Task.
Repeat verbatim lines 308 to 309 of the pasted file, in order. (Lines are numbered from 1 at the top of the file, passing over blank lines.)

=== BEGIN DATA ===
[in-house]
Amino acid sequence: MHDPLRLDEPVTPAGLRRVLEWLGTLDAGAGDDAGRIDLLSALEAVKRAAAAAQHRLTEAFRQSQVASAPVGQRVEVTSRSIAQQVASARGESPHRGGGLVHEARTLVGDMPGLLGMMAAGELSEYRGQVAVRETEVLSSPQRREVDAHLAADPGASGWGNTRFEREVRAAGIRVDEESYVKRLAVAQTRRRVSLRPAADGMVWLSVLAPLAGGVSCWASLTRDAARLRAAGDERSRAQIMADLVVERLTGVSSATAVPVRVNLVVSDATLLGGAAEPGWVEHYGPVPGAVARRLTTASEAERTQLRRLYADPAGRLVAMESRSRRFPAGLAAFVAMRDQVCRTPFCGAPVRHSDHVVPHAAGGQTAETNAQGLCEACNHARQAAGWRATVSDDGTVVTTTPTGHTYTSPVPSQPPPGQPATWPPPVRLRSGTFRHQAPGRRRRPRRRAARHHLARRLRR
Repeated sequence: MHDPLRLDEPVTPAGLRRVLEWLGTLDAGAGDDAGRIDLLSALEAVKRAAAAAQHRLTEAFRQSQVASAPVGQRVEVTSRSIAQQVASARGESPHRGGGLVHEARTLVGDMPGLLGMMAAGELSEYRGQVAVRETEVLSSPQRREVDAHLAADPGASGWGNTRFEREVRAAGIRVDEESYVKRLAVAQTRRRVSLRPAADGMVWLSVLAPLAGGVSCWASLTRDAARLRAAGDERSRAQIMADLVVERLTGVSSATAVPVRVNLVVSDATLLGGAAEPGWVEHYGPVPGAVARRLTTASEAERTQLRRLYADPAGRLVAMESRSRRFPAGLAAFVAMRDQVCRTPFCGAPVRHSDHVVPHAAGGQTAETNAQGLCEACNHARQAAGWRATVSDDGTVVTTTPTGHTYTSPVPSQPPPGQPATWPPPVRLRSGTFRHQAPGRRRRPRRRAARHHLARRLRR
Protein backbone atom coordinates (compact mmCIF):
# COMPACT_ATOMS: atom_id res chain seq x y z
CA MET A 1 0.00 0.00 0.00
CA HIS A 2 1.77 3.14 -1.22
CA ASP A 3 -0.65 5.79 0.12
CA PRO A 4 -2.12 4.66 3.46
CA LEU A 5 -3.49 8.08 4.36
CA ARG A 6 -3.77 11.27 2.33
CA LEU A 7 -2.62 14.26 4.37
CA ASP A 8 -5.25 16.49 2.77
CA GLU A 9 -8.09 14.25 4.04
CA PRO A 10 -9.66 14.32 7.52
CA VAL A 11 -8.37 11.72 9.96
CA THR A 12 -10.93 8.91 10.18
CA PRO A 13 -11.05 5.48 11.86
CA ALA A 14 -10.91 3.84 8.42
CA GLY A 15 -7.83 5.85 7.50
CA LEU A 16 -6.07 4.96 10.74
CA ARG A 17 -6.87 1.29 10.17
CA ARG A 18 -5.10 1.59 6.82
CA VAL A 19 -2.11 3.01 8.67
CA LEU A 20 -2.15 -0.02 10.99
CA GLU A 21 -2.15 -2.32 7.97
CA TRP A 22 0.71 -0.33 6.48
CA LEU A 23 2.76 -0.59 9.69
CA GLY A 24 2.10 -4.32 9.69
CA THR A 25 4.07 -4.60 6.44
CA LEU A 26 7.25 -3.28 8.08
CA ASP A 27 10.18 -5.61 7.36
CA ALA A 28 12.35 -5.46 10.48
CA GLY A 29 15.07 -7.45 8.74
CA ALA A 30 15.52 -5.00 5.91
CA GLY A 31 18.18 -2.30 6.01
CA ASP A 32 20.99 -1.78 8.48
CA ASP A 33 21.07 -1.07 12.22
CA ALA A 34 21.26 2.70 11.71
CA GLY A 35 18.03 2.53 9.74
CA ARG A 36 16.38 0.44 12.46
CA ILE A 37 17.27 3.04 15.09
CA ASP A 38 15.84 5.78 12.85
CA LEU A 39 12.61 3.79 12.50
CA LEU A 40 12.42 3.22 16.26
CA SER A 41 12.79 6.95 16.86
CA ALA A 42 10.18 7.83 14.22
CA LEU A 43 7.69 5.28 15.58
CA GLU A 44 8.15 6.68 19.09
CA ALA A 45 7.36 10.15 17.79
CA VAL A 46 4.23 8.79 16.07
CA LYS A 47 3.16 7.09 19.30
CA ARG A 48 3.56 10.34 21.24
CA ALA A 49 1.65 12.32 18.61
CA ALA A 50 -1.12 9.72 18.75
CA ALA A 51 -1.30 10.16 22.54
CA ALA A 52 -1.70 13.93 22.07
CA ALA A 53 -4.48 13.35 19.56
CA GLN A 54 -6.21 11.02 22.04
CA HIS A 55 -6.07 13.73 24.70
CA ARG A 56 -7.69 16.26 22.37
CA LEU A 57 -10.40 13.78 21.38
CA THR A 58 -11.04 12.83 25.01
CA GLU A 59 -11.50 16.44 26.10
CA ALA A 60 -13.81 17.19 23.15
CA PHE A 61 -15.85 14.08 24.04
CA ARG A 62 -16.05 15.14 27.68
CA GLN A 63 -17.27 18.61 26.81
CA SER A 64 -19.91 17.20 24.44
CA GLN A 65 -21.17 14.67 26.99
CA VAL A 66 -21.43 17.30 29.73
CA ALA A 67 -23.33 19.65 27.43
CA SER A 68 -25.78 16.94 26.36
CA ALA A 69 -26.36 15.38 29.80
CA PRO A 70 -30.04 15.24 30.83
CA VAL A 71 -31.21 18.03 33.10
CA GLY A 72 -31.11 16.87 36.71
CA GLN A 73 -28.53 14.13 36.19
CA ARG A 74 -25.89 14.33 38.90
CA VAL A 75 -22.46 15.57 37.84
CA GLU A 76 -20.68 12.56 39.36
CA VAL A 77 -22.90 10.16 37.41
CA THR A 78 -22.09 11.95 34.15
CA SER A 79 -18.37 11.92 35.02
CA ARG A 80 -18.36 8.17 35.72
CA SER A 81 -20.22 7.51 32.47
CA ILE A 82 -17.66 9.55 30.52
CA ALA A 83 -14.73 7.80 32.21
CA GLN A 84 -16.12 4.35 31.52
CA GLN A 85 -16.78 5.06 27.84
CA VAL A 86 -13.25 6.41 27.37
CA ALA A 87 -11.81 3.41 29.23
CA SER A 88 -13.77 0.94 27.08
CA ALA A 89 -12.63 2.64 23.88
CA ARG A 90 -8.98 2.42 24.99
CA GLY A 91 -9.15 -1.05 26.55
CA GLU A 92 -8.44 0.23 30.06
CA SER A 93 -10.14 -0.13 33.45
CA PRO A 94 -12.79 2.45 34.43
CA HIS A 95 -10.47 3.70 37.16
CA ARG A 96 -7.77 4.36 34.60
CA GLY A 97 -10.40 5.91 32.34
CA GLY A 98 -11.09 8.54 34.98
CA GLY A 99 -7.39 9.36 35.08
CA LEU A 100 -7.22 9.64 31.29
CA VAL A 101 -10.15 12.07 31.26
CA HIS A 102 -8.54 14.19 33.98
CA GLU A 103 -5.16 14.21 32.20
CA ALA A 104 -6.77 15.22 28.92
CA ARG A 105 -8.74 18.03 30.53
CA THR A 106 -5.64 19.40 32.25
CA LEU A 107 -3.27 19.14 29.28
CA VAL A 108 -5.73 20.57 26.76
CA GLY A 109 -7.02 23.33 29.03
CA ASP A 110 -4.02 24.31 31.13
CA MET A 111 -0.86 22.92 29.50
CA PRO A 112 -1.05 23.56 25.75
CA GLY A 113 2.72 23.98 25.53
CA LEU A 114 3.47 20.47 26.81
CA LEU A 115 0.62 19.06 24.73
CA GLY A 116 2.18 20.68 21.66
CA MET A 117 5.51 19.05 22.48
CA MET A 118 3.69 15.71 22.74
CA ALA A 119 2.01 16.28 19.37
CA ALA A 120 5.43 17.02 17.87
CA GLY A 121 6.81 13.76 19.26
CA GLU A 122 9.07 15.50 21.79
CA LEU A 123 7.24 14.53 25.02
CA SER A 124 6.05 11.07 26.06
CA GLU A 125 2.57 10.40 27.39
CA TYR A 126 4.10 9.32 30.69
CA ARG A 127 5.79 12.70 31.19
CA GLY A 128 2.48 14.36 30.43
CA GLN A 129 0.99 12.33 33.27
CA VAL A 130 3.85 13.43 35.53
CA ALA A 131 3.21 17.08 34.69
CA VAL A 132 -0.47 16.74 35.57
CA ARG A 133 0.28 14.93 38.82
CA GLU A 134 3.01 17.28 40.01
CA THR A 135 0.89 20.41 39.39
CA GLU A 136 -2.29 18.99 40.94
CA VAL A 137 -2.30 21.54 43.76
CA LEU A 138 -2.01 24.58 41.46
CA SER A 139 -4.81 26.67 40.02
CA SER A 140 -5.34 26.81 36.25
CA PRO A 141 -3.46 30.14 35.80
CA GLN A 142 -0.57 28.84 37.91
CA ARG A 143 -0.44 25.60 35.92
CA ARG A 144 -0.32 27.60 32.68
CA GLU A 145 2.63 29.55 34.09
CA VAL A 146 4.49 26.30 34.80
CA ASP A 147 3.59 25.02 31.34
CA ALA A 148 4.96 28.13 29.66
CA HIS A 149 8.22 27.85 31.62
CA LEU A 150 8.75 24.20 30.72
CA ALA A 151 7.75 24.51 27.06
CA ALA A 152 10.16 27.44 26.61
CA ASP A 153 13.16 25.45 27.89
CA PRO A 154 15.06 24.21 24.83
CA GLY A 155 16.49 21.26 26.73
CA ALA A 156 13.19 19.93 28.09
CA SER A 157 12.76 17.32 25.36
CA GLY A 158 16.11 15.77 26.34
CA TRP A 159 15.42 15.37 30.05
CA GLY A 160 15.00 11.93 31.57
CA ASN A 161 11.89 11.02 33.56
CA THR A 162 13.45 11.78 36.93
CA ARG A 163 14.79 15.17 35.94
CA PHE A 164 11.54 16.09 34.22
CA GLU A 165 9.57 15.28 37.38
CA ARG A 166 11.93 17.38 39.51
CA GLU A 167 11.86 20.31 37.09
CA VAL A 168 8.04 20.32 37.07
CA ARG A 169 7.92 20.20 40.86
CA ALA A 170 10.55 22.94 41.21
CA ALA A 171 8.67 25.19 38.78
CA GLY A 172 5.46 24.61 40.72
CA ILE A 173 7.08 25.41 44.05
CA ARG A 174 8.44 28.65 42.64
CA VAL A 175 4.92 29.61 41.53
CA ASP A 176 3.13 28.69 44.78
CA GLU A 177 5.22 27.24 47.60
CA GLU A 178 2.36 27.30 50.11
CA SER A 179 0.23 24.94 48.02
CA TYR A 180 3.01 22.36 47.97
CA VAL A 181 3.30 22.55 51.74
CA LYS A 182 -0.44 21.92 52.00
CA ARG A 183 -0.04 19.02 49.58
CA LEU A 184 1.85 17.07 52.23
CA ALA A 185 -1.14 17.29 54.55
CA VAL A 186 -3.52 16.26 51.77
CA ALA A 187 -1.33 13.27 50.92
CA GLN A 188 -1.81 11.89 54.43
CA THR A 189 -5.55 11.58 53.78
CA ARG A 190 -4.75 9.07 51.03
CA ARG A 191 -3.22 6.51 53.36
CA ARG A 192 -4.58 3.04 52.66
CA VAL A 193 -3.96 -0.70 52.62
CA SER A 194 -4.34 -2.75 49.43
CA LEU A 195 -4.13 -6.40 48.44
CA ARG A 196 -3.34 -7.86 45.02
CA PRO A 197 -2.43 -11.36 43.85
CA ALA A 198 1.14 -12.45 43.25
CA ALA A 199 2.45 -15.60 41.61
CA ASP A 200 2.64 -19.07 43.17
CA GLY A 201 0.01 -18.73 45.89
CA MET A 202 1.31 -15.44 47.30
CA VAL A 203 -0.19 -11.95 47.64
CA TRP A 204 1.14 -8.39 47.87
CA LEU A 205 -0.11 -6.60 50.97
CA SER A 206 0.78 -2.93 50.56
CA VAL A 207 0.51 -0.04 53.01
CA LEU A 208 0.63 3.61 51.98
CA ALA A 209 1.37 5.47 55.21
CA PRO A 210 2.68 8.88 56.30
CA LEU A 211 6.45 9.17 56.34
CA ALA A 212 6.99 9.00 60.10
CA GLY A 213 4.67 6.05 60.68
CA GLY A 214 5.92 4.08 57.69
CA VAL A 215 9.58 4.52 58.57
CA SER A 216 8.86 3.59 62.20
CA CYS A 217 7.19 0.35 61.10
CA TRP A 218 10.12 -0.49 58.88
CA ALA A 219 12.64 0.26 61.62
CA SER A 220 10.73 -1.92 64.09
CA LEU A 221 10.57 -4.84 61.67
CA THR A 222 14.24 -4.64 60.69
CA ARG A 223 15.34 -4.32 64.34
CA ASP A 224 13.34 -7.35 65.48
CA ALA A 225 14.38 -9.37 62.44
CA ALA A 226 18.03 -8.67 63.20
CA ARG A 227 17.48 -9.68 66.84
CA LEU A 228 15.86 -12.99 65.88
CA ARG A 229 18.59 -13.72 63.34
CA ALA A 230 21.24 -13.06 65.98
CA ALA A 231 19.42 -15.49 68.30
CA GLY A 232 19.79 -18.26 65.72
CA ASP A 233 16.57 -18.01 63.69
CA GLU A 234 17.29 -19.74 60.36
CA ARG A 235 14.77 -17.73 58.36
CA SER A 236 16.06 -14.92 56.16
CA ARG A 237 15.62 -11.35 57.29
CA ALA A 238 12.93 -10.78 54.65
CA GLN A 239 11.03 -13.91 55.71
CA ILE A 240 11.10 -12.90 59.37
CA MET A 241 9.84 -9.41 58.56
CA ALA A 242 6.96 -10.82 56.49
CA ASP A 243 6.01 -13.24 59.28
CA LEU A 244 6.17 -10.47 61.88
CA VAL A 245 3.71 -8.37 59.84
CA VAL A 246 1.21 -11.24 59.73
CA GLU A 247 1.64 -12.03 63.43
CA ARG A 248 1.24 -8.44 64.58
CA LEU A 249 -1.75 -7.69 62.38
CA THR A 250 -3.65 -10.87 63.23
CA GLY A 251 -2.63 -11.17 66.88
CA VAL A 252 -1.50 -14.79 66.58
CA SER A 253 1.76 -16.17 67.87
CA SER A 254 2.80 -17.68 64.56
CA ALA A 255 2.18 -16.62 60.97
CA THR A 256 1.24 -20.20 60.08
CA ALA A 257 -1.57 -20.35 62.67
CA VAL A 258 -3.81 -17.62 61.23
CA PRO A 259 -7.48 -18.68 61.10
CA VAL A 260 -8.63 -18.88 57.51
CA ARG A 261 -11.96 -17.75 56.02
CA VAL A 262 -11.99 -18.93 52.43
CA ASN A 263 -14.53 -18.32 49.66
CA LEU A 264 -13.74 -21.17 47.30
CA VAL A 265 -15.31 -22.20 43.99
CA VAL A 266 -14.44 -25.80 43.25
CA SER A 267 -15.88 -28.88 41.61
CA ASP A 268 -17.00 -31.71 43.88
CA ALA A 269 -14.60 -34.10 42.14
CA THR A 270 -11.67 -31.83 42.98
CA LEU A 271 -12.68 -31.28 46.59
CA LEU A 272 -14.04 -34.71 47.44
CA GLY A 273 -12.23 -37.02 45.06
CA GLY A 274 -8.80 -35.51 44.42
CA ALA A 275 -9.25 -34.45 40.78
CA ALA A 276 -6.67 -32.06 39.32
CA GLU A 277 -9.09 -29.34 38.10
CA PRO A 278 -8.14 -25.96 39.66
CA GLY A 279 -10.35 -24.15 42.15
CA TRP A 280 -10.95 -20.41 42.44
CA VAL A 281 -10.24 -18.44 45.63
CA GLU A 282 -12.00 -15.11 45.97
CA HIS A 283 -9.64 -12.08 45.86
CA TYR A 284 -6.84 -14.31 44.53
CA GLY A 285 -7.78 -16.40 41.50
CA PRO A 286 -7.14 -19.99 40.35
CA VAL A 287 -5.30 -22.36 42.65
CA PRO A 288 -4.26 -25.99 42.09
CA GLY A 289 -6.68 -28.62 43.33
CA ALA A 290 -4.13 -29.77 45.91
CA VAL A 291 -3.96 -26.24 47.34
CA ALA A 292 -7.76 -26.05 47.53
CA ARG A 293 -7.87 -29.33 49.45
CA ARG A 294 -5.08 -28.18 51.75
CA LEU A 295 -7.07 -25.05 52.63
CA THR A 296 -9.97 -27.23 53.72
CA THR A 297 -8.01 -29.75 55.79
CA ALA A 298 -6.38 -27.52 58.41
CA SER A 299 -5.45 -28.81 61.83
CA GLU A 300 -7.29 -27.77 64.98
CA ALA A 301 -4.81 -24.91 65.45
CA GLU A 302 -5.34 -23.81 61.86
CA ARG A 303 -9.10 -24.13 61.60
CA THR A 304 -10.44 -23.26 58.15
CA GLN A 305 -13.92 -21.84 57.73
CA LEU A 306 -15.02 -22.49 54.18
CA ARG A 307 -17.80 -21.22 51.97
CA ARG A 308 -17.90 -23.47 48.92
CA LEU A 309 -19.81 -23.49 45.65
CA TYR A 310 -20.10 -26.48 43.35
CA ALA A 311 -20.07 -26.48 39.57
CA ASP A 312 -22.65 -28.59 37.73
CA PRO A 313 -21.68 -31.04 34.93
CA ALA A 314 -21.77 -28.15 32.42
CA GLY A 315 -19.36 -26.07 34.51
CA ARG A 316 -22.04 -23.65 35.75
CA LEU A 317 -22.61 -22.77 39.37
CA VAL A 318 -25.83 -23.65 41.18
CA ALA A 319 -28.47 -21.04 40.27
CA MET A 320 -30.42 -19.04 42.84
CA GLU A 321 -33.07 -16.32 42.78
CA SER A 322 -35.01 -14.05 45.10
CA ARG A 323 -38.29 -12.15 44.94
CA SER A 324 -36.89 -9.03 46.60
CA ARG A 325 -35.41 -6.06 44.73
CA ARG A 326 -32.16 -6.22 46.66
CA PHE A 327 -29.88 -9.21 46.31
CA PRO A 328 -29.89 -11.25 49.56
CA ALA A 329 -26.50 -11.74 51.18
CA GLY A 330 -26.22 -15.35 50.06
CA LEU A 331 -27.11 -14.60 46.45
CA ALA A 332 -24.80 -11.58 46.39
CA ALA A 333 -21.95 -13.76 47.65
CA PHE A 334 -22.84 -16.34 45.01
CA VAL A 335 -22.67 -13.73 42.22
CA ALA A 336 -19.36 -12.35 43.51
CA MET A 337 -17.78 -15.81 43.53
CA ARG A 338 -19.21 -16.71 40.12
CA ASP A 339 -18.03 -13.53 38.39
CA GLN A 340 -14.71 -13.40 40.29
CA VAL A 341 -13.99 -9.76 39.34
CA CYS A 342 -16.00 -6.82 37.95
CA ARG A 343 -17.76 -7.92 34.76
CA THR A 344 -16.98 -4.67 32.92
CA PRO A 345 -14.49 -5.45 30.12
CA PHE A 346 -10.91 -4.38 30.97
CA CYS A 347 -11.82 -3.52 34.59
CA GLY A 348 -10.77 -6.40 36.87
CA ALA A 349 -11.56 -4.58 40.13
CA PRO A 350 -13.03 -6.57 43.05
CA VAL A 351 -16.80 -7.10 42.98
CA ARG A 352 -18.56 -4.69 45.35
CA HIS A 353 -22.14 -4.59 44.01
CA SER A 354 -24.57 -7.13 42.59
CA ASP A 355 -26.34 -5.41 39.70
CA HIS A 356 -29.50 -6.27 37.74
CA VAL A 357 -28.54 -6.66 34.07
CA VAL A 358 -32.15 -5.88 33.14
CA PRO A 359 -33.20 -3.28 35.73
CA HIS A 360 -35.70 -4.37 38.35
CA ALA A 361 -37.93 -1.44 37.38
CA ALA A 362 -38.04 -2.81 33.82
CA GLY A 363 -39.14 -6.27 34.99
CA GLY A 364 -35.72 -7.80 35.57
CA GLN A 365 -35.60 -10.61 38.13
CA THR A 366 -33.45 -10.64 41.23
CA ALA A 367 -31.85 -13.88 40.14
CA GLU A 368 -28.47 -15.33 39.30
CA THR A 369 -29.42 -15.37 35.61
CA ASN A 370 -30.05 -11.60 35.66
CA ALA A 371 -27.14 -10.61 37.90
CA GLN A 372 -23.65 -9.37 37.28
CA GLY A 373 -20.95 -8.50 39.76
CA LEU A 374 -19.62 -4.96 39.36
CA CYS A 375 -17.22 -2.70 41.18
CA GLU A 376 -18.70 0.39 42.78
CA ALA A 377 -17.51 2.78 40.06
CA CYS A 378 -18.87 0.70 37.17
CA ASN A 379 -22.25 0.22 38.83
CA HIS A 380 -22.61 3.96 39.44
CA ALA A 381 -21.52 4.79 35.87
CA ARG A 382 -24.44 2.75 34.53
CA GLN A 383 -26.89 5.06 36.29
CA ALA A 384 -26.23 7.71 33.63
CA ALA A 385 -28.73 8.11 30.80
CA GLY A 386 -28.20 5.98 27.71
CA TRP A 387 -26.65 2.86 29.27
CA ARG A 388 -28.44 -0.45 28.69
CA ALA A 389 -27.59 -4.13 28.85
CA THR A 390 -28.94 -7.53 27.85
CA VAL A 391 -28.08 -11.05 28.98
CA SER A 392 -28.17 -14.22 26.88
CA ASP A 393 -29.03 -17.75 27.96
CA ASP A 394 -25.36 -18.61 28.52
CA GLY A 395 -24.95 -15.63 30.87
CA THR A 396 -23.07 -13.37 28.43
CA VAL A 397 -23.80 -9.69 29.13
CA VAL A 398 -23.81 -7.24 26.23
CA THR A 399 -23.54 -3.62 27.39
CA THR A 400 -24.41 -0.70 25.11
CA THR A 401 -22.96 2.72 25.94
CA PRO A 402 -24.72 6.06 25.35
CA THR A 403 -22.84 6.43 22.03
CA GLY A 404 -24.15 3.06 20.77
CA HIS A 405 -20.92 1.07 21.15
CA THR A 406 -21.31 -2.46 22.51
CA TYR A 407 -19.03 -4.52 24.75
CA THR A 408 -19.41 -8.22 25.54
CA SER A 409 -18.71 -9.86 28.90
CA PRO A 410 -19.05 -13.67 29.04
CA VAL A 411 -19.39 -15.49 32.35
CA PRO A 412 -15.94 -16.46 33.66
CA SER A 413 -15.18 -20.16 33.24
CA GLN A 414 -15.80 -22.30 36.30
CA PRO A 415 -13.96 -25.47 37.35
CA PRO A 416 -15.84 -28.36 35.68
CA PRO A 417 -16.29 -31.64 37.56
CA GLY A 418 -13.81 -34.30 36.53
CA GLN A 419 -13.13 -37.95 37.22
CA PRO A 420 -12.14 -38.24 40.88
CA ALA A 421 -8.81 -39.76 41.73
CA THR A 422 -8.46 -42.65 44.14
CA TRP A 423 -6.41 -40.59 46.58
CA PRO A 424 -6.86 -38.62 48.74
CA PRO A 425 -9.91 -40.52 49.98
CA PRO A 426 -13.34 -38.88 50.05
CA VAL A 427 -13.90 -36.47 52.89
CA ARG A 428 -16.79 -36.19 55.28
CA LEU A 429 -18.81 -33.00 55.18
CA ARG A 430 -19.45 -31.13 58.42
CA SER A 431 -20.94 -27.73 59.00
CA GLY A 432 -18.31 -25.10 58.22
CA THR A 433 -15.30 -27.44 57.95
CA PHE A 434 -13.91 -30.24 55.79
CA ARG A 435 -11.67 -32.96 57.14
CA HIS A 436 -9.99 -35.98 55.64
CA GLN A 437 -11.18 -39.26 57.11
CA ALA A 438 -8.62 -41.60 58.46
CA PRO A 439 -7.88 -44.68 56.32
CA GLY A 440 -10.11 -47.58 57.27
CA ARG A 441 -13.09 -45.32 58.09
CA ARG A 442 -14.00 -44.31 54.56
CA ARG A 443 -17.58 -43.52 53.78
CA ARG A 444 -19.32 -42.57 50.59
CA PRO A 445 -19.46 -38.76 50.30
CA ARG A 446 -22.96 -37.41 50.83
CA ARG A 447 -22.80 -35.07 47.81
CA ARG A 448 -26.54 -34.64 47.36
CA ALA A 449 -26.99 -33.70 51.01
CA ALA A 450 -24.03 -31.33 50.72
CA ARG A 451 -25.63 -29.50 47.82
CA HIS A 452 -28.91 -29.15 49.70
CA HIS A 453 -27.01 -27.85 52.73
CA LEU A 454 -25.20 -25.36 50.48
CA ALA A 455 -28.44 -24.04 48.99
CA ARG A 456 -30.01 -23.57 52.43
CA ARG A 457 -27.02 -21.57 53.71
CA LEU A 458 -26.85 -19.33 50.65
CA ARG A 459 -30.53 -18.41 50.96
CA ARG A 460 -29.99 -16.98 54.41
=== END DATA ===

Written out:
CA ARG A 303 -9.10 -24.13 61.60
CA THR A 304 -10.44 -23.26 58.15